Ar­riv­ing in Kin­vara, near the Gal­way and Clare bor­der, I knew we were close to the home and birth­place of Robert O’hara Burke – the Ir­ish­man who led the ill-fated ex­pe­di­tion across Aus­tralia in 1860.

Hav­ing had the op­por­tu­nity to take my Land Rover along part of this route in the Aus­tralian out­back, I was keen to see where he was born and visit the house he grew up in. We couldn’t get into the pri­vately owned house, but we did get a chance to talk to the care­taker who told us there was a plaque on the wall of the man­sion doc­u­ment­ing Burke’s achieve­ments in Aus­tralia.

After en­joy­ing an­other great camp­site close to Burke’s home, we packed up early and de­cided to head to­wards Maam Cross. Here we picked up the coastal track at Kil­lary, Ire­land’s only fjord.

We were one week into the trip as we en­tered County Mayo, which has of­ten been de­scribed as the heart­beat of Ire­land’s Wild At­lantic Way, and our first port of call was to see Dun Briste, Ire­land’s largest sea stack. This spec­tac­u­lar site is also the lo­ca­tion of one of World War II’S stone aerial let­ter mark­ers, which was placed along the Ir­ish coast to iden­tify the land be­low as neu­tral. It was in­scribed ‘Eire’, for Amer­i­can bomber pilots cross­ing the At­lantic Ocean.

Achill Is­land, con­nected to the main­land by a small bridge, boasts great 4WD tracks, pris­tine un­pol­luted wa­ters with five Blue Flag beaches, and great wild camp­ing sites.

If you’re into sea an­gling – or any type of fish­ing for that mat­ter – you will not be dis­ap­pointed, with the is­land’s wa­ters hold­ing a num­ber of sea an­gling records. The most no­table record took place in 1932, when a por­bea­gle shark weigh­ing 365lb was caught with a rod and line by a man called Dr O’don­nell Browne. You can still see the head of this spec­i­men mounted and dis­played on the wall at

Around most cor­ners of this coastal route you will be pre­sented with mag­nif­i­cent views

the Achill Head Ho­tel in Keel.

An­other highly rec­om­mended track on the is­land is to the top of Min­aun Heights. To get there, take the main road through Dooega and you’ll reach a left turn that leads to Min­aun Heights. We drove to the top of the moun­tain in the Land Rovers, only to get badly stuck on the sum­mit. It’s best to stay away from the boggy sur­face at the top – it’s a bit like black soil com­bined with quick­sand. We ended up be­ing stuck for five hours be­fore we were even­tu­ally re­cov­ered by a lo­cal in a JCB.

There are a cou­ple of great camp­sites in Achill. You can camp at the base of Min­aun Heights, or you can stay at the well-es­tab­lished Keel Sandy­banks camp­site lo­cated right on the beach just a cou­ple of kilo­me­tres from Europe’s high­est cliffs.

As we headed north to­wards County Done­gal we con­tacted Shane Gal­lagher, who re­cently set up a web­site called Green­lane Done­gal. This site pro­vides plenty of in­for­ma­tion to help you plan your 4WD ad­ven­ture in this re­mote part of the Wild At­lantic Way. Shane kindly agreed to spend a cou­ple of days tak­ing us to some of the county’s best 4WD tracks and hid­den-away camp­ing gems.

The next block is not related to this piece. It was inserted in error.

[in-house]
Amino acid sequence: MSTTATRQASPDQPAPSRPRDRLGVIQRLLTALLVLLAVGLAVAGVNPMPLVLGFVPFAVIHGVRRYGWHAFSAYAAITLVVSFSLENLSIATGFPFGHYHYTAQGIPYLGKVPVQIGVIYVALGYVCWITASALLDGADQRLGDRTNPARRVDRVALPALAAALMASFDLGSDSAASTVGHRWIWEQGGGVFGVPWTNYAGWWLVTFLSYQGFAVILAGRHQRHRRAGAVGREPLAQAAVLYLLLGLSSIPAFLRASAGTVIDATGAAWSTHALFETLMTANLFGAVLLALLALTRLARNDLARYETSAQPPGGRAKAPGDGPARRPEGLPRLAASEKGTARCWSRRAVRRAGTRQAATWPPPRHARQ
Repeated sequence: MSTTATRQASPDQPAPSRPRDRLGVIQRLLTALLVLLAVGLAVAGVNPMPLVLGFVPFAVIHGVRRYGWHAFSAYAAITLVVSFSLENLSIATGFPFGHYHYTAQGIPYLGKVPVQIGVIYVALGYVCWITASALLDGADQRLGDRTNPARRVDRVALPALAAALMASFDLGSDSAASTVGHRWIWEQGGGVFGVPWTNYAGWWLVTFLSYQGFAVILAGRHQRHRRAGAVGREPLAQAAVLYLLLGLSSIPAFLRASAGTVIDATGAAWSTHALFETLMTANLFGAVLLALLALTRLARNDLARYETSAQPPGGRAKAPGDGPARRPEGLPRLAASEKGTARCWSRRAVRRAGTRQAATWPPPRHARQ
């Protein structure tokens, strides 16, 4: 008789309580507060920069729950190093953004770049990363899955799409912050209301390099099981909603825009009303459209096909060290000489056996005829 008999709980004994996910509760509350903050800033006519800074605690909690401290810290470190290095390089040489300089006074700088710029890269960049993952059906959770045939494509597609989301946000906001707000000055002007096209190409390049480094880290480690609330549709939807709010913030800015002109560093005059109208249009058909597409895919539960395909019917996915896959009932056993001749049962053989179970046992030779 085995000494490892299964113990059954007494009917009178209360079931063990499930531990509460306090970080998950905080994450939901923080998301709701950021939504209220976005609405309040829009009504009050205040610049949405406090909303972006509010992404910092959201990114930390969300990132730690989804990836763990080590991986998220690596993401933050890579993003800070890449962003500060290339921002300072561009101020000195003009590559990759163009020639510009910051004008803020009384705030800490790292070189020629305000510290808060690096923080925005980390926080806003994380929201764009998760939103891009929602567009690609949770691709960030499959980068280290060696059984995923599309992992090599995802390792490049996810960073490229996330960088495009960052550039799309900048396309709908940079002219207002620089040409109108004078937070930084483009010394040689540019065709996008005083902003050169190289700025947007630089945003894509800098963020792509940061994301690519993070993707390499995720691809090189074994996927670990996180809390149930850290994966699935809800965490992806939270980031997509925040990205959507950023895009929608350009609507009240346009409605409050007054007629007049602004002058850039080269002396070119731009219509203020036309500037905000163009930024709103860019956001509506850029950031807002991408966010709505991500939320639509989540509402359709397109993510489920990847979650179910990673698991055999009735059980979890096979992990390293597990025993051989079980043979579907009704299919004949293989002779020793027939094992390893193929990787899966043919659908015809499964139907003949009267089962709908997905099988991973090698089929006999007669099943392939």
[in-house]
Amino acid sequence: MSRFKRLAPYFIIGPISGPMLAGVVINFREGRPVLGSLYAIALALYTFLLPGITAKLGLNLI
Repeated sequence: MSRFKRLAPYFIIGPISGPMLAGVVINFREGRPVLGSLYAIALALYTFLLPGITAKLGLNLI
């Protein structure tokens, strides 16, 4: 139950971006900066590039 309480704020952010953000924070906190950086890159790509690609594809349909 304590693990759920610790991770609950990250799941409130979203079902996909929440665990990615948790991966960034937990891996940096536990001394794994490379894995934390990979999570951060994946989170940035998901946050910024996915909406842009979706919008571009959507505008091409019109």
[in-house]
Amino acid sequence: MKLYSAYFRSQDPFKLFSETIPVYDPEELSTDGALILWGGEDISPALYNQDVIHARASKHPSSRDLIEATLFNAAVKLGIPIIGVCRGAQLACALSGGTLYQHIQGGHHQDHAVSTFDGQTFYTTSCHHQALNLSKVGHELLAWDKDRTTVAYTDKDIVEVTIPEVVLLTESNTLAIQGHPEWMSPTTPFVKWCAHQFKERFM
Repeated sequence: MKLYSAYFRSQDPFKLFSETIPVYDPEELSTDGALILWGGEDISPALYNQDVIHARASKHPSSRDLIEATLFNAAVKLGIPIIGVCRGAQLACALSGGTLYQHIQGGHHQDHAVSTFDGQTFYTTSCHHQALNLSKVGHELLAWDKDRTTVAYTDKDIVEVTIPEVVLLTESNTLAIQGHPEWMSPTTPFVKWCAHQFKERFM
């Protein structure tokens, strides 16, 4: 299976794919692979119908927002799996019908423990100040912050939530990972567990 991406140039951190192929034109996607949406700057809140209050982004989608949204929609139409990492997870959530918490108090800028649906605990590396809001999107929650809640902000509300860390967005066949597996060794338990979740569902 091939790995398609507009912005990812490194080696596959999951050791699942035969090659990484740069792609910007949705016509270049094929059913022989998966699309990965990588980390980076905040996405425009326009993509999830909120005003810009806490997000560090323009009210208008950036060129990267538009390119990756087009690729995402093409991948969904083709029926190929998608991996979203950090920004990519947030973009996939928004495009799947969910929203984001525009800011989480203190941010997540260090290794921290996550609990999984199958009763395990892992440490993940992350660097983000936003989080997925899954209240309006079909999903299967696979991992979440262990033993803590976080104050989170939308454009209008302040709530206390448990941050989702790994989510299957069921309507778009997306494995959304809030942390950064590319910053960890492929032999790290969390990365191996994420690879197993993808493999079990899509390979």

Done­gal, lo­cated in the coun­try’s north­west, is the last county you will hit along the Wild At­lantic Way, and it’s one of the largest in Ire­land. Two thirds of the land con­sists of rough pas­ture, lake-filled val­leys, windswept moor­land and up­land bog, mak­ing it the per­fect play­ground for some 4x4 fun.

Our first Done­gal chal­lenge was tack­ling the Glen­veagh Na­tional Park and the sur­round­ing green lanes and moun­tain tracks. We then hit the tracks near Sheep­haven Bay, be­fore fi­nally ar­riv­ing at the Inishowen Penin­sula, which is the most northerly point of main­land Ire­land.

Our last camp was in Leena, a small, pic­turesque coastal fish­ing vil­lage. The fish­ing was ap­par­ently pretty good here, so we de­cided to camp on the pier and throw a line out. We had just set up camp when one of the lo­cal fish­er­men kindly of­fered us a whop­per of a crab for tea. This was the per­fect end to a great ad­ven­ture along the Wild At­lantic Way.

This trip more than lived up to the sur­round­ing mar­ket­ing hype. Around most cor­ners of this coastal route you will be pre­sented with mag­nif­i­cent views of the west coast’s rugged shore­line. With the end­less coastal vis­tas, di­verse at­trac­tions, great pubs and an­cient sites, you can eas­ily spend more time than orig­i­nally planned in any one area.

Bet­ter still, if you ex­plore the Wild At­lantic Way in a 4WD you will be guar­an­teed to ex­pe­ri­ence the hid­den gems that don’t al­ways get into the tourism brochures.

Check­ing our bear­ings in County Kerry. Camp­ing at the Keel Beach camp­site in County Mayo.

A stop for a pint of Guin­ness in Tom Crean’s old pub. County Kerry. Coastal tracks in Done­gal.

Fish­ing in Easkey, County Sligo. A 5000-year-old tomb in the Bur­ren Na­tional Park, County Clare. One of Ire­land’s most fa­mous ex­plor­ers, Tom Crean. Green­lane track, on Achill Is­land.

Ire­land’s largest sea stack, in County Mayo.

Tra­di­tional mu­sic in Doolin, County Clare. Yes, that’s Russ’s D90, which you’ve seen in plenty of Aus­tralian ad­ven­tures.